The Autoimmune Protocol (AIP) is a diet which focuses on foods that have been shown to either cause or worsen autoimmune conditions. I have written about what I have learned about AIP, recipe ideas, and my experiences in these posts:
- Beginning AIP
- Week one of AIP
- Week two of AIP
- Week three of AIP
- Week four of AIP
- Week five of AIP
- Week six of AIP
- Week seven of AIP
- Introducing seeds and nuts on AIP
I started the Autoimmune Protocol on August 15th, 2014. After three months, I brought back into my diet seeds, nuts, and spices. I still avoid nightshades, grains, beans, legumes and additives, as well as dairy, eggs, gluten and high FODMAP foods due to food intolerances and Fructose Malabsorption.
When I added back seeds, nuts and spices, I did not notice too much difference symptom-wise. I was still feeling like I wanted to be strict and try my hardest with this diet, but I also was aware of how difficult family meal preparation was, and thought spices at least would help. Also, nuts and seeds are useful in egg and gluten free baking, and provide important nutrients, so I was keen to try to introduce them. I do not have large amounts, but they are good to include.
In December, I was starting to think that I was not seeing major improvements with this diet. I constantly have one symptom or another, so it was difficult to see that the diet was having a positive effect. I was just starting to think that I would loosen up and include some of the foods again (especially with Christmas coming!) – why avoid nutritious foods if I was not having success? Then I coincidently had a blood test done in December for my thyroid levels.
My (aPeroxase) antibodies were 2700U/mL on 22/12/2012, were 2400U/mL in 2013, and 3800U/mL on 10/07/2014 (the normal is less than 60U/mL). The latest results came back showing my antibody levels were now 410U/mL on 22/12/2014!! That is one drastic drop. I suddenly thought that I had to keep going with AIP. I do not take thyroid medications for my Hashimoto’s Thyroiditis (my TSH on 22/12/2014 was 2.5 mU/L – the range is 0.4 – 4), but my doctor has told me that we are basically waiting for my thyroid’s damage to get to the point that it requires medication. So to know that my antibodies dropped, therefore potentially decreasing my thyroid damage, is definite motivation.
Since then though, I have had an occasional meal of hot potato chips or rice noodles, I often eat almond meal, maple syrup has crept in, becoming an almost daily treat, and sugar sneaks in at times too. It all started as a rare treat, out of convenience, or as an experiment, and helps keep my spirits up (everyone needs treats from time to time!).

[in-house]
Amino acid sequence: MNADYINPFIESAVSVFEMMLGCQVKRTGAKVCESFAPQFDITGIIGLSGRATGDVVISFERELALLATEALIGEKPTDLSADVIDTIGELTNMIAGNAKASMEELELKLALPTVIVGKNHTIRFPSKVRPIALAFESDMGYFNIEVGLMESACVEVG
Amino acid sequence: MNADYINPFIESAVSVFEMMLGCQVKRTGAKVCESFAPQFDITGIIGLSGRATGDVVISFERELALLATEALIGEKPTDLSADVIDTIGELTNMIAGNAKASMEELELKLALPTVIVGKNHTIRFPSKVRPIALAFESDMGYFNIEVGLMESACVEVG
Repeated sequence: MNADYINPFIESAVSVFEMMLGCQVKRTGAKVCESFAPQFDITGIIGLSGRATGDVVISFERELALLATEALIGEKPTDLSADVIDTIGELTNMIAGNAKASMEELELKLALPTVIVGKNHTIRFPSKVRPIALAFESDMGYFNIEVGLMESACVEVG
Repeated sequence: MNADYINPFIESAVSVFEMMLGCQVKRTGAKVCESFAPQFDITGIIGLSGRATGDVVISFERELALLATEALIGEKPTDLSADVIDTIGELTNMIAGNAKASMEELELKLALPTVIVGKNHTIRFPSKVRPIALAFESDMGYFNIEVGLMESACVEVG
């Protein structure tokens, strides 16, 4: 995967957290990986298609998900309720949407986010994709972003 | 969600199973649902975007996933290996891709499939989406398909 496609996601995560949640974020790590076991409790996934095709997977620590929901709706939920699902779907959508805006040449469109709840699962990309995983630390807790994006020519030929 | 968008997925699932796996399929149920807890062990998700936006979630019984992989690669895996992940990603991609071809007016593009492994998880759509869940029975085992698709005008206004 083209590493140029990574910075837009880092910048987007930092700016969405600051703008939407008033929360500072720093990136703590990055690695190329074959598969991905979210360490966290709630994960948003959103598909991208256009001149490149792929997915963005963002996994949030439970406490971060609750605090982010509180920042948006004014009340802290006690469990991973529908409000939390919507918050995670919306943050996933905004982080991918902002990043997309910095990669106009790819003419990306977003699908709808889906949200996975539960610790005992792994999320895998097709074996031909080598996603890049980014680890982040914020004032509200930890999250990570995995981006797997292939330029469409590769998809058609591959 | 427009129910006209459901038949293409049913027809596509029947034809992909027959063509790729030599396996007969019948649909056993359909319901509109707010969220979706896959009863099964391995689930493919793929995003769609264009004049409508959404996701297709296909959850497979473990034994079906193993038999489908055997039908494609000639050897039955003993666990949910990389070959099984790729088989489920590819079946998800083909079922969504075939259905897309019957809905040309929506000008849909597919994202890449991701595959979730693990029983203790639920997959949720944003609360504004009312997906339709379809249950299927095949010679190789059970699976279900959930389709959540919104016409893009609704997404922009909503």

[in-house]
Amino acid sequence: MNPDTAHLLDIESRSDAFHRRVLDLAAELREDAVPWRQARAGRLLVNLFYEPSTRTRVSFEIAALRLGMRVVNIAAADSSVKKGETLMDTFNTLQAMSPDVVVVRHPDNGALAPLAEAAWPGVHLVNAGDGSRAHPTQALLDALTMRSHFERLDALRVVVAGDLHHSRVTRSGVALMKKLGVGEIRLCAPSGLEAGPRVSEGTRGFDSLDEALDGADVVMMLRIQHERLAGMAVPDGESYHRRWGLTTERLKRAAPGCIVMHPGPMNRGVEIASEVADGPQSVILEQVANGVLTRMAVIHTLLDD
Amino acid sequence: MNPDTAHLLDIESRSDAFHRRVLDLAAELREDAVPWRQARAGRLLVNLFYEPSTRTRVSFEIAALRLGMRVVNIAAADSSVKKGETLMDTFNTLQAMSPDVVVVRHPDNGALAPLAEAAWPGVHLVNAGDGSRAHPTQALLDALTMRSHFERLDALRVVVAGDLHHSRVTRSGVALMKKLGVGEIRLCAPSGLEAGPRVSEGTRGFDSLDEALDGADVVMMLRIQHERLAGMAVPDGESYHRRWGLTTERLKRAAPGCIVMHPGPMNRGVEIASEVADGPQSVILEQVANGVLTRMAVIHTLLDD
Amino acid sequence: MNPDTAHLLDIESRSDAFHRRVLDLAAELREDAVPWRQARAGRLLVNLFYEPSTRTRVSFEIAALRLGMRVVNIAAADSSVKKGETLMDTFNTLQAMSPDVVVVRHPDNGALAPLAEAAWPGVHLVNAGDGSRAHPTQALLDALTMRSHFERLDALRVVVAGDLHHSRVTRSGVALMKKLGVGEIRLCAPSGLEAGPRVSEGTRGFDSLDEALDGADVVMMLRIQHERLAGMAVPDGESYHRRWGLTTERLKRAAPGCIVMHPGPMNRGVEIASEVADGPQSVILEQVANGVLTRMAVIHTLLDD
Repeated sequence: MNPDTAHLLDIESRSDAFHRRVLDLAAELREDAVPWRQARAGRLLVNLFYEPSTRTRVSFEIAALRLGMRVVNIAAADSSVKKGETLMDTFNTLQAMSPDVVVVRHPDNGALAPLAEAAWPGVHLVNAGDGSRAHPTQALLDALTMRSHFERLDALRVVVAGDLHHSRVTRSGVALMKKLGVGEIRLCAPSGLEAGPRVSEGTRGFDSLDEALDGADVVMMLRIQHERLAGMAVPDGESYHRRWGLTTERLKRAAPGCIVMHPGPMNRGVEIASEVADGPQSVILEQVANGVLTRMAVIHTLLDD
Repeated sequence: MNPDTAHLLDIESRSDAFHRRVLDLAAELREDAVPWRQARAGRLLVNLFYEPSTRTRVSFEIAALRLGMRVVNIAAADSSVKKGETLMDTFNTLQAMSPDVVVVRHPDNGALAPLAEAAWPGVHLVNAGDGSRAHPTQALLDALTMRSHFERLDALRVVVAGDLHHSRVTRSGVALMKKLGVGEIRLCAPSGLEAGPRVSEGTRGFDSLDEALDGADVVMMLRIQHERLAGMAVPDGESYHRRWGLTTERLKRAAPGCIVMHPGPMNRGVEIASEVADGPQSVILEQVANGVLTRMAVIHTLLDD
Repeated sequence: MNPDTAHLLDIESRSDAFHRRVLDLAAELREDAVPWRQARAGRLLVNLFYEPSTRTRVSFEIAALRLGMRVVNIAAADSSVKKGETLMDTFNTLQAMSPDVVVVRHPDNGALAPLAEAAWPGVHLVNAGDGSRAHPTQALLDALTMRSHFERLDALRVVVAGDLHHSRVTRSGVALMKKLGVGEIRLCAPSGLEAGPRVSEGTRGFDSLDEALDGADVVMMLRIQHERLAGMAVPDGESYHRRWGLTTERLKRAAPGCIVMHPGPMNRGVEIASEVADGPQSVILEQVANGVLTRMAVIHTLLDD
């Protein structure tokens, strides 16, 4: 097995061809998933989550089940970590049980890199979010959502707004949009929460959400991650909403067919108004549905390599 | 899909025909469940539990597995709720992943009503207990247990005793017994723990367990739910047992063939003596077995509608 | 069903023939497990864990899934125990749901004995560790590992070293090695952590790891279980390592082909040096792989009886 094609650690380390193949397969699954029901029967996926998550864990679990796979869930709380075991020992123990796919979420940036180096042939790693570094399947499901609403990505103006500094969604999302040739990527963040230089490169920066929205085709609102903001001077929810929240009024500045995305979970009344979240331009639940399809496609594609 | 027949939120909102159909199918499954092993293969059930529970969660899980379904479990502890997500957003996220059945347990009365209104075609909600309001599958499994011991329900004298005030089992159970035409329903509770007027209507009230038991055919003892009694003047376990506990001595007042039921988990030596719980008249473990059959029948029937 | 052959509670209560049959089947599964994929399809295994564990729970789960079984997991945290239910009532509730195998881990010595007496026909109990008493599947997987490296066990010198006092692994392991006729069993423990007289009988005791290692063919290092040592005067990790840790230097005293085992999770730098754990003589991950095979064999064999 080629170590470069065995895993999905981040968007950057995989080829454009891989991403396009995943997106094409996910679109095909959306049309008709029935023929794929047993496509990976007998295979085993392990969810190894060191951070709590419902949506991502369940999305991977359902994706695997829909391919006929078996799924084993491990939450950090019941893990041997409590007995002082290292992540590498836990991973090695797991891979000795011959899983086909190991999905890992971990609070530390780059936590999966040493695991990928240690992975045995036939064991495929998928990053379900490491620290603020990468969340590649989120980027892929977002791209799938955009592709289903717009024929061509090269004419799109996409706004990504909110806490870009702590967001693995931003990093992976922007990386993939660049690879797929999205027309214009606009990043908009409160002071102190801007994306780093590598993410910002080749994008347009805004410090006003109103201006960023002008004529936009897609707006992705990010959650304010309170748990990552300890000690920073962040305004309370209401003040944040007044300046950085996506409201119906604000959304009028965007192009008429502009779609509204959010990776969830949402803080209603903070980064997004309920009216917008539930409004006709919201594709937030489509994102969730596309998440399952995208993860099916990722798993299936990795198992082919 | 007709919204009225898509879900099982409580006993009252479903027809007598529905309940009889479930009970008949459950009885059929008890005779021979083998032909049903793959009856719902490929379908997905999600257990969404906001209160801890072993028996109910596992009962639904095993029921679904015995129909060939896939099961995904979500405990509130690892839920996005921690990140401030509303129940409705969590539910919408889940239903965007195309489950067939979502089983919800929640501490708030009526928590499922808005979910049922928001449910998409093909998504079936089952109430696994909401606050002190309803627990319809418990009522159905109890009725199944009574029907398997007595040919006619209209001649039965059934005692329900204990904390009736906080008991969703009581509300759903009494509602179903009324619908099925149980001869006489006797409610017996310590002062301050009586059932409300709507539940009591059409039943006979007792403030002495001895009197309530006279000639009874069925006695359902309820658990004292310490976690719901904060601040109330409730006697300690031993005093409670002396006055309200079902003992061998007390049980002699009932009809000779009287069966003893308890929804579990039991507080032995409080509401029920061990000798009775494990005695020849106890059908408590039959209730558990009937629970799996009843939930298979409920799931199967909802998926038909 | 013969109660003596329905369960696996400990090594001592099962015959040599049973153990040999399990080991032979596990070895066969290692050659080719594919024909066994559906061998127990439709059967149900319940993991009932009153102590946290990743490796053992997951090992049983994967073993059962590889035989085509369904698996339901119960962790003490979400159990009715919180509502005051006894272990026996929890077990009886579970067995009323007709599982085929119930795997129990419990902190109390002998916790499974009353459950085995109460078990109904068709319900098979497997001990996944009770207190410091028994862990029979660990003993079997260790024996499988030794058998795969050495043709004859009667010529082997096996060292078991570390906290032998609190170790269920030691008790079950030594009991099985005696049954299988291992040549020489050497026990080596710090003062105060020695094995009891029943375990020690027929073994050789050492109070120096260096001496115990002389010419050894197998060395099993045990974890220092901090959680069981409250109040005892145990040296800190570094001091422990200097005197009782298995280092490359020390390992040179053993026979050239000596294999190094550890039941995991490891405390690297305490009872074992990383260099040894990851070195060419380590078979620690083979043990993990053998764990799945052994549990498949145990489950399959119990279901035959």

I have been interested to see what my next blood levels show with these food additions. I have been considering, after the next test, to go off the AIP and back to my diet of just avoiding the foods I am intolerant to, to see what my blood levels show then.
On 20/08/2015, I had bloods done again. My antibodies are now 4200U/mL – the highest recorded yet. The benefits of the diet now seem pretty clear, don’t you think?! To add to this, over the past few months, my fatigue has been worse, my body pain and headaches have been bad, and my gastrointestinal symptoms have become increasingly troublesome, on top of the normal daily symptoms I live with. It is always hard for me to know what symptom is influenced by food, but at least the blood tests give a fairly clear indication (though of course, these results could be due to a different reason too, aside from food).
So, as of today, I am going back to being strict with the AIP. I am writing here so you are all my witnesses, though I do find, once I have firm reasoning behind why I should do something for my health, I am good at sticking to it. The main problem I foresee is that when you feel unwell day in day out, sometimes it is easy to think “ah well, what the heck – I feel sick anyway, I want chocolate, I am going to eat chocolate!” I feel I have reached a point where the blood results and the symptoms are pointing towards needing action though. I also have decided to begin some gentle exercise soon with an exercise physiologist, which I will blog about soon, so I feel that focusing on my diet as well will make for an important combination.
My plan is to initially keep spices, nuts and seeds in my diet, but to not have them daily. I will cut refined sugar out completely, and have small amounts of maple syrup only occasionally. I will stop eating rice and potato (except maybe a very, very occasional hot chip treat if I am at the beach!). I will see how these adjustments go in terms of the AIP. I also am going to avoid fatty meat. I have always LOVED fat, and it is a real weakness for me, but these days, it, along with a lot of foods, makes me nauseous. I am also going to reduce my meal sizes, particularly meat, and eat more regularly instead. This is to help my symptoms from Postural Orthostatic Tachycardia Syndrome.
It is indeed an interesting process, and shows how foods really can make such a difference to health. I definitely recommend people with autoimmune diseases investigate the AIP, and decide if it is right for you. Read up about it as much as possible first, and make an educated decision (talk to your doctor too). It is definitely restrictive, but the results, shown through physical symptoms or through blood results, may just speak for themselves, and justify this diet for you.